Climate Change

Durban UN climate change talks to finalize institution building arrangements

Christiana Figueres, Executive Secretary of the UNFCCC

Té / 17 February 2011

The next UN climate change conference which will take place in Durban, South Africa, towards the end of the year, will focus on finalizing and adopting the institution-building arrangements launched in Cancun, Mexico, last December, as well as the methodologies to provide the rigour and transparency. Christiana Figueres, Executive Secretary of the United Nations Framework Convention on Climate Change (UNFCCC), said at a Conference of the Secretariat General Iberoamericana (SEGIB) in Madrid, Spain, Tuesday that the achievements in Cancun were undoubtedly a major step forward for governments, ’but at the same time, they are only a small step for the planet.’

Christiana Figueres, Executive Secretary of the United Nations Framework Convention on Climate Change (UNFCCC) noted that the level of ambition, currently on the table, amounted to only 60 per cent of what was needed to limit the temperature increase to the agreed 2 degrees but stressed that a 2 degree increase was no guarantee for the survival of small island states.

She pointed out that no agreement was reached on the year in which global emissions needed to peak.

’This is contrary to what science tells us is needed: a global peaking in 2015 and a 50 per cent reduction compared to 2000 levels by 2050,” Figueres said in her address to the conference, made available by the UNFCCC secretariat.

’In Cancun, nations evidently chose to approach the challenge in a bottom-up manner through a compilation of best national efforts. It is hard to say whether this will suffice to keep the world on a 2C trajectory, or whether this would need to be complemented with a top-down international agreement, either through the Kyoto Protocol or in another way that would increase the certainty of the international framework,’ Figueres stated.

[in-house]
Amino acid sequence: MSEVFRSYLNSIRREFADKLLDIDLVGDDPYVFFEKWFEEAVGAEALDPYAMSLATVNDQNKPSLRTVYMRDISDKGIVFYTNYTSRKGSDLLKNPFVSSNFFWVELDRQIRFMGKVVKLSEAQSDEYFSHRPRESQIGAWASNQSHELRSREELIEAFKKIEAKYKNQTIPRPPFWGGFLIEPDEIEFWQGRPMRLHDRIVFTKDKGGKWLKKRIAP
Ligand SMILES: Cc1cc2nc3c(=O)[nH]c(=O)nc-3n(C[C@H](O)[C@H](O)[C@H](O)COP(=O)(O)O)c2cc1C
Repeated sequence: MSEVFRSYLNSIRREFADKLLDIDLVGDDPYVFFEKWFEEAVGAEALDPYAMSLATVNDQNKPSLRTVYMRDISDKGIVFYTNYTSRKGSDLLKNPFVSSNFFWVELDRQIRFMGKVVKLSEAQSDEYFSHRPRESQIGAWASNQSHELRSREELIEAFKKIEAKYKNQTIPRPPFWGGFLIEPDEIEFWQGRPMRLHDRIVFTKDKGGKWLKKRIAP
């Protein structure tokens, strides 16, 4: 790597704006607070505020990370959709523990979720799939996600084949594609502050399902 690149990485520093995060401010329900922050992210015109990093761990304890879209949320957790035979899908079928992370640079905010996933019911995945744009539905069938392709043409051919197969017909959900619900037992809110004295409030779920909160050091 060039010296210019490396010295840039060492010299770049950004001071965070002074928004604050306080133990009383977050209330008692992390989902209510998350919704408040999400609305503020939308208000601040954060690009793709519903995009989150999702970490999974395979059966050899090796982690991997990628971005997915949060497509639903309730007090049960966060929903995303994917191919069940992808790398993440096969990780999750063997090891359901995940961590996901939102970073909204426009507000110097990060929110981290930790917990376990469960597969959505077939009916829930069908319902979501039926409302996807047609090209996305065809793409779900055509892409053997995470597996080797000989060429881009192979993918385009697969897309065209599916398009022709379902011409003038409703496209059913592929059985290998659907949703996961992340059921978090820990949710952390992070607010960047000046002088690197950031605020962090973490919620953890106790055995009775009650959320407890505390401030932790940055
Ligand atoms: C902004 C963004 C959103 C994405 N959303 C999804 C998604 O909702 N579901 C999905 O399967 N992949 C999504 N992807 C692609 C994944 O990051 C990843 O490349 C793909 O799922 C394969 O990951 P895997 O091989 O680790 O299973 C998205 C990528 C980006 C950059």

The UN climate change top official said Cancun provided important incentives to develop policies at the national level that respond to the individual needs of countries - both in terms of adaptation and mitigation - while working in tandem with international policy.

She, however, said in terms of adaptation, national policy efforts were still in their infancy, although they were urgently needed.

According to Figueres, many national initiatives have focused on identifying adaptation needs but little real implementation has taken place.

Figueres, who spoke on Latin America’s role in taking climate change to the next level, said in terms of mitigation, Latin America needed to capitalize on the incentives provided by the Cancun Agreements to take climate change action to the next level.

The process of crafting low-carbon national policies that can work in tandem with international policy has already begun, she said.

In 2010, all G-20 economies and others have initiated or completed the development of economic growth plans that are strongly based on low-carbon growth, Figueres said.

According to her, this is encouraging because the 2C temperature limit and envisioned low-carbon growth in the Cancun Agreements will be impossible to achieve without significantly scaling up the use of renewable energies.

However, at present, formidable challenges to this still remain.

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